By Lerin Madole
Lynda Gratton is a dental patient in Salt Lake City, Utah, with a few stories to tell – to say the least. In and out of offices for nearly 20 years, she has had almost half of her teeth replaced with implants. She offered some perspective from the patient chair and shared some opportunities for improvement to the patient experience, industry-wide. She commented on the importance of patient education, product options, practice specialization, and the process of finding a dentist.
Lynda was an excellent dental patient growing up. She went to the dentist regularly for routine exams and cleanings, and her parents made sure she took good care of her teeth at home.
In adulthood, that all changed. "I guess I got my dad's teeth," she said. "I never had any trouble until my 30s, and then I had 19 root canals in the span of 11 years."
Lynda sought the opinion of multiple dentists as to why her dental health changed so drastically. She received two different opinions: that the stresses of a divorce and being a young, single mother could have taken a toll on her mouth, or that moving her teeth too quickly with braces and headgear as a teen could have affected the roots of her teeth.
In any case, Lynda became all too familiar with the dental office, the lab, root canals, matching and fitting crowns and bridges, and even temporary partial dentures. She said, "I've had so many different dentists and I was always in and out of offices."
Lynda said that she was always more likely to try a practice that had been recommended by a friend. "An important lesson, though," she said, "is that everyone has a different experience in a dental office. I have friends with beautiful teeth that raved about their dentists, but it all came down to our different needs. I learned that there is more research to be done to learn about each dentist's specific credentials."
Eventually her dental work reached a lull. "I thought I was finally done," Lynda said. Unfortunately, she was wrong. "After a while, I had a whole new set of problems," she said. "Crowns weren't holding, teeth were breaking, and the colors weren't matching as they were repaired."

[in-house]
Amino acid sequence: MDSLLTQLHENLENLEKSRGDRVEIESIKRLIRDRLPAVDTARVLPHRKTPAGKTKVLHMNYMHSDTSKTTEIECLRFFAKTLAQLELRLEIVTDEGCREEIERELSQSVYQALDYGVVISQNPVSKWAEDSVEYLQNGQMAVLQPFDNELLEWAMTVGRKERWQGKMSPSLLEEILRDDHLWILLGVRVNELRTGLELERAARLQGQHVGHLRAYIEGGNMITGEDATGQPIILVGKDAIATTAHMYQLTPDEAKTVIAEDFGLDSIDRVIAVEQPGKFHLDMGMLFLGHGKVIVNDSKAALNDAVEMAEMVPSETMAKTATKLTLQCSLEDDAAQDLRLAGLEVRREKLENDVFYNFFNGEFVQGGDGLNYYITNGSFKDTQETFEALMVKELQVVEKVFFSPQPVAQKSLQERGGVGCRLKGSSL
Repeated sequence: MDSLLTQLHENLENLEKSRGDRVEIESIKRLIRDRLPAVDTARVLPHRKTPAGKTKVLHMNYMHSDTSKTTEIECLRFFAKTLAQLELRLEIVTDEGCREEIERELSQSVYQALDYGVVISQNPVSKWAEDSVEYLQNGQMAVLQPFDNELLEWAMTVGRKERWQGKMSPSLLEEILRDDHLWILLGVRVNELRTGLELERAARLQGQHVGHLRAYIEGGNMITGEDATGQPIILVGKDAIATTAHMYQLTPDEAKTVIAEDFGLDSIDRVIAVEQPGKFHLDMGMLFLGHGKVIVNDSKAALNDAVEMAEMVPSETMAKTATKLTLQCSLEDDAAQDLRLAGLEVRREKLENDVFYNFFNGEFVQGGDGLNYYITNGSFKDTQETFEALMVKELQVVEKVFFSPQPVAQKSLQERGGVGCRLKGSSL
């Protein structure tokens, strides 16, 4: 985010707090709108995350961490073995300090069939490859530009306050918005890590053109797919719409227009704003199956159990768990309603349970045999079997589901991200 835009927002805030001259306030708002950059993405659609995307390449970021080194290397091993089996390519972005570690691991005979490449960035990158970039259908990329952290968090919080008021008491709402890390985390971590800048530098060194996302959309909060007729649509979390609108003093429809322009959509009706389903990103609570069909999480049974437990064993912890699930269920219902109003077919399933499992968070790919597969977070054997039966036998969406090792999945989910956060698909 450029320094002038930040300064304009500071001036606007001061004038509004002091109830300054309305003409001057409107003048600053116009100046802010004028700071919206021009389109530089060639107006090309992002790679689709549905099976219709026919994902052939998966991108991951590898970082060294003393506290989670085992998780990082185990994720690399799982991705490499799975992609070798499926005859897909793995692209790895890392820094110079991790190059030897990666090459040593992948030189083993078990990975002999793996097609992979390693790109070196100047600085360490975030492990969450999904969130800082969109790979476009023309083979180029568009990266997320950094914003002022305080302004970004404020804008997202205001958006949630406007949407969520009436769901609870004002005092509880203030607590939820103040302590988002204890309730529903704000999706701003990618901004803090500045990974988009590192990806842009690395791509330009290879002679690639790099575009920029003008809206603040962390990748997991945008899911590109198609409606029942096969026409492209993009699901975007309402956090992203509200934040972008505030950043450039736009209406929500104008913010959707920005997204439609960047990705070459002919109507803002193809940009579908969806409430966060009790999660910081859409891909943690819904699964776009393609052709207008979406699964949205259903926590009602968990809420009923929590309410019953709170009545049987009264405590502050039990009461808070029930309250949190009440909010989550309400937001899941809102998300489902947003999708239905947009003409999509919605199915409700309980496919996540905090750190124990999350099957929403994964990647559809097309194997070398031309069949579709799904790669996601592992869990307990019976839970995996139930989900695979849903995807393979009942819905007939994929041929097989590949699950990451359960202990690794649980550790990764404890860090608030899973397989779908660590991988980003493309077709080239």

It seems that many of Lynda's experiences, both positive and negative, relied heavily on the patient education process. "I felt there was a big disconnect between what I was told when my dental issues first started in my 30s and the actual experience. If I had a better understanding of the timeline we were dealing with, not to mention the pain, I would have been better prepared to handle so many years of procedures."
Essentially starting the whole process over, Lynda then added implants to the list of attempted solutions. She said, "I had never imagined that there was another step for me beyond root canals and crowns."
As she underwent long surgeries to begin the dental implant process, Lynda still struggled with complications. As she continued her pursuit of permanent restoration solutions, she found her way to a specialist.
It took about two years and lots of bone grafts to build up her jawbone before any implants were placed successfully. "Seeing a specialist at that point really made a difference," she said. "He had everything in-house, so there were fewer offices to go back and forth between in the process. And having more teeth done at a time solved more of the color matching issues." This new office also had some alternative options that met some of her specific needs. They offered an oral sedative for long procedures since she has trouble with typical gas or anesthesia.
Lynda's stories are not all pleasant, but she wanted her message to be positive. She said, "Looking back, I would still do it all again, even knowing what I know now. I think that dentists are afraid to share the scary details, for fear of losing the patient." The changes she would make include starting with a specialist's practice, doing more research to find a good match with a doctor, and asking different questions to understand the process better.
The main takeaway from Lynda's experience is to highlight the importance of patient education and the doctor-patient relationship. Product development continues to improve patient experience, and more options are made available every day to make all aspects of the dental experience more comfortable and flexible with patients' specific needs.